This was a time characterised by a slump in asset values and transaction rates, fuelled by an absence of finance and liquidity from the market. It resulted in government intervention on a huge scale, often globally orchestrated. As in all recessions those able and willing to adopt strategies based on recognising the cyclical nature of markets were in a position to capitalise on opportunities that arose.
I remember working for a national firm specialising in the insolvency market at this time, and in the years leading up to it. Although we would not claim to have foreseen the depth of the crisis the signs of an over-heated market having reached its peak were around. Northern Rock, news of property investment transaction yields less than the prevailing base interest rate, and the slowing residential market in 2007, coupled with the preceding fifteen years of debt fuelled growth, are examples of signs something different was approaching.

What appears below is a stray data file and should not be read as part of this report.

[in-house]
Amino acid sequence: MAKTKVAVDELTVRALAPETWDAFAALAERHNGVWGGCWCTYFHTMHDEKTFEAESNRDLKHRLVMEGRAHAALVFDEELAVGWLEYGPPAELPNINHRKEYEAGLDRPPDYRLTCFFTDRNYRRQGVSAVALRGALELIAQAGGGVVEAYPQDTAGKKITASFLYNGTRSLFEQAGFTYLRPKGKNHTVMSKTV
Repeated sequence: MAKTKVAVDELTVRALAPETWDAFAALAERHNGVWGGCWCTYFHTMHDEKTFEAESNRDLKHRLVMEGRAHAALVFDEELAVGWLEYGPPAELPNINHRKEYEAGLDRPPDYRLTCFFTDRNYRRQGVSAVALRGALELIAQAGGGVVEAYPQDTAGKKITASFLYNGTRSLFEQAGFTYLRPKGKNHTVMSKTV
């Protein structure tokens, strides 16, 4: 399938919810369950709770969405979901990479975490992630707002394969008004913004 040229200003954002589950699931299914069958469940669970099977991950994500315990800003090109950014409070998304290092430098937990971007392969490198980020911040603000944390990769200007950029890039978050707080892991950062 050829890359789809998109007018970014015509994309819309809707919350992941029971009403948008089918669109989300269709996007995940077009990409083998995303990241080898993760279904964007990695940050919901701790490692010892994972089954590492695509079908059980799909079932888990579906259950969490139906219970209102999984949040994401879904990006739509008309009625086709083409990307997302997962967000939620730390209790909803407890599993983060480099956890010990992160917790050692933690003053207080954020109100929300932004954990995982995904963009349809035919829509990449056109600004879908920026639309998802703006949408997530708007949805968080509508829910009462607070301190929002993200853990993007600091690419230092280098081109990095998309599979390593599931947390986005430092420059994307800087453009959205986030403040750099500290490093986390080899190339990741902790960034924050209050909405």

However the ensuing recessionary years did not take the expected form of economic downturns that had gone before, not least from the perspective of insolvency professionals. Many businesses which might have otherwise succumbed were kept going by the stimulus measures adopted by governments, such as an unprecedented period of low interest rates. Lender’s distressed loan recovery strategies became focused upon portfolio realisation. Traditional receivership led recovery was largely usurped, certainly by mid-2012, by the packaged loan book sale, often to private equity. Receivership and insolvency teams in surveying firms and other professions reduced in size far quicker than the scale of the problem suggested they would.